3. Malala Yousafzai. In a world where girls are gazed at more than heard, this newsmaker is no less than a revolutionary. Being featured on Time’s magazine cover as the 100 Most Influential People in the world, a Nobel Peace Prize nominee, recipient of the 2013 UN Human Rights Prize as well as many other awards and laurels, this girl surely knows how to get her message across. A pen is surely mightier than the sword as they say.
4. Miley Cyrus. The 20-year-old singer took raunchy performances to a whole new level at the MTV Video Music Awards this year with an explicit display of tongue wagging and twerking.
5. Oscar Pistorius, Aaron Hernandez. The two most Googled athletes of 2013 include Oscar Pistorius and Aaron Hernandez. Oscar Pistoriusis a South African runner who used prosthetic legs after having both limbs amputated at the age of 11. He won numerous gold medals at the Paralympic Games and participated at the 2012 Olympic Games. Pistorius was a source of inspiration for the disabled until the sad news broke that he murdered his girlfriend, Reeva Steenkamp. Aaron Hernandez has a similar story. A star on the rise, in the summer of 2013, he was convicted for the murder of Odin Lloyd, a semi-pro football player for the Boston Bandits. He faces a life sentence in prison without parole.
6. Typhoon Haiyan. Typhoon Haiyan was an exceptionally powerful tropical cyclone that devastated portions of Southeast Asia, particularly the Philippines, in early November 2013. It is the deadliest Philippine typhoon on record and at least 6,109 people died in that country alone.
A look at Google ZeitgeistLeave a Comment
Posted on December 17, 2013
Filed Under Brand Building, Content Marketing Strategy, General, Internet Marketing, Marketing, Social Media, Social Media Marketing, Social Networking, Social Networks, Viral Marketing | 2 Comments
Creating a comprehensive social strategy is a major marketing concern and a continued challenge with the social media environment becoming increasingly complex. However, it is the central element that businesses need to make sense of their social media presence. Without a social strategy, how will you know what to do, how will you measure your performance and how will you determine the ROI of your social media program?
The key to achieving excellence in social media is understanding the different components that make a comprehensive social media strategy.
Branding boils down to being consistent. Across the different social media channels, the same naming, imagery type and color scheme that is part of your branding need to be applied to social media. The challenge is perhaps to keep your voice consistent as well, which is the most important aspect of social media branding. You need to choose a voice to represent your business and choose a tone.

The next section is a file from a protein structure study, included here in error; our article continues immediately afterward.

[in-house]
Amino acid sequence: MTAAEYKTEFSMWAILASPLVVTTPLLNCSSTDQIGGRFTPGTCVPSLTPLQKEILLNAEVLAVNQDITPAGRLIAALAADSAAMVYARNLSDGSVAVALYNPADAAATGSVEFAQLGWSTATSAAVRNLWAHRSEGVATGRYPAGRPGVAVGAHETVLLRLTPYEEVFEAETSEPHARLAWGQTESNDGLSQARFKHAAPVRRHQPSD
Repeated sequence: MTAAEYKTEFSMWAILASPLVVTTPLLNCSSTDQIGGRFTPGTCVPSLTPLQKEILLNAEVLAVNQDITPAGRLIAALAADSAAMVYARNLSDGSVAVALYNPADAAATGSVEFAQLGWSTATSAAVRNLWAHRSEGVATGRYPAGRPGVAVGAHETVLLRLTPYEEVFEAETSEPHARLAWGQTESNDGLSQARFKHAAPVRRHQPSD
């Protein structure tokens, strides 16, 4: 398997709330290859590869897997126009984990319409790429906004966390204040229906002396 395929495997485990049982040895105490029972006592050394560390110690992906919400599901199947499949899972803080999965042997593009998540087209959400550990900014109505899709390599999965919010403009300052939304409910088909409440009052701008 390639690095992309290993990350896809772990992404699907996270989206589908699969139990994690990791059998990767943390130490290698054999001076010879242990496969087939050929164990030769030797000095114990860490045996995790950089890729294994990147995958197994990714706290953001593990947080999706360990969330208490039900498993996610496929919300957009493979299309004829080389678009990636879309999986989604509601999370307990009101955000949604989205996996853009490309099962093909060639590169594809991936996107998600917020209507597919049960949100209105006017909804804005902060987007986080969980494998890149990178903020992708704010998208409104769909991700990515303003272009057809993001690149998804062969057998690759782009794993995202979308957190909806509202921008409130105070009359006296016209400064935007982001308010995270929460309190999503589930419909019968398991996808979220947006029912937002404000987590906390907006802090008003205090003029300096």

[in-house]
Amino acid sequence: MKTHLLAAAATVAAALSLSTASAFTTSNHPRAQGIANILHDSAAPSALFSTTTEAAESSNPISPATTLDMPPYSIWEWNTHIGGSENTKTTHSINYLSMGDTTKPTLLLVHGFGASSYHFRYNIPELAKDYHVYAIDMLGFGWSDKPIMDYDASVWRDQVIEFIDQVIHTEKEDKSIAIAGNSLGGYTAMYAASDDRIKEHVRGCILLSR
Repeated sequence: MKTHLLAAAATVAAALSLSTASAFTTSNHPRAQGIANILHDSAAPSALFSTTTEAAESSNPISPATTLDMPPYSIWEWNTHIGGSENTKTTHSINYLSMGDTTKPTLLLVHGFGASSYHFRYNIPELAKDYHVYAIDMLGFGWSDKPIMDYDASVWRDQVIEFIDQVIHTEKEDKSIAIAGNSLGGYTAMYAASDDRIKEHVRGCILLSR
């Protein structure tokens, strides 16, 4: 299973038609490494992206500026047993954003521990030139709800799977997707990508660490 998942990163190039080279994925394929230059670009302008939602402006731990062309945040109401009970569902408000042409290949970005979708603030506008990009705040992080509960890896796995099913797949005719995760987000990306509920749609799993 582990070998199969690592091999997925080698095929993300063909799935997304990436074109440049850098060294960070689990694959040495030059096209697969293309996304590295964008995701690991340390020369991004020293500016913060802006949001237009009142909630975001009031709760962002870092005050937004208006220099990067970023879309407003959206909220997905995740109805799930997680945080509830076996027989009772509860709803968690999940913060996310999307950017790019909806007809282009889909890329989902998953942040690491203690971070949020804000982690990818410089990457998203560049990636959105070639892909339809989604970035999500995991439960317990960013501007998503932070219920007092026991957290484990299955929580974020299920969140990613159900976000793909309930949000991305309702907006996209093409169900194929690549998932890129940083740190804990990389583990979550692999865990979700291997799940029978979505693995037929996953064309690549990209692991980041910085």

Content in social media provides a medium for businesses to engage with social media users. Informative and shareable content benefit a business’s social media presence. That being said, content is not limited to blog posts and photos. You can think outside the box. Infographics, memes and discussions (for example tweet chats) are all different types of content that you can include in your social strategy.
In social media, if you only talk about yourself, people will lose interest in what you have to say. To breathe life into your social media accounts, you need to curate content that is of interest to your fans and followers and promote it together with your own content. Does your social strategy include sources from which you curate content?
Over the web, there are over 50 active social networks with million of members each. You can’t and should not have a presence on each one of them. You need to choose which social networks to include as part of your social strategy and subsequently determine the best practices and tactical plans for each of these networks.
The next stop is maximizing your ROI for time and resources spent on each social network. No two social sites are alike and based on statistical data, you need to decide how much time and resources you will allocate to, for example, making posts on Facebook and tweeting. More frequent posting does not mean more effective social media marketing.2 Comments
Posted on December 12, 2013
Filed Under Brand Building, Content Marketing Strategy, General, Internet Marketing, Marketing, Social Media, Social Media Marketing, Social Networking, Social Networks | 1 Comment
In 2014, credibility is a huge factor when it comes to doing business, especially online. On your website, you do not have an innocent-looking, struggling 20-year old student named Carla at the checkout to make the customers comfortable to hand over their credit card information to. Your site needs to do that on its own (along with your name/brand).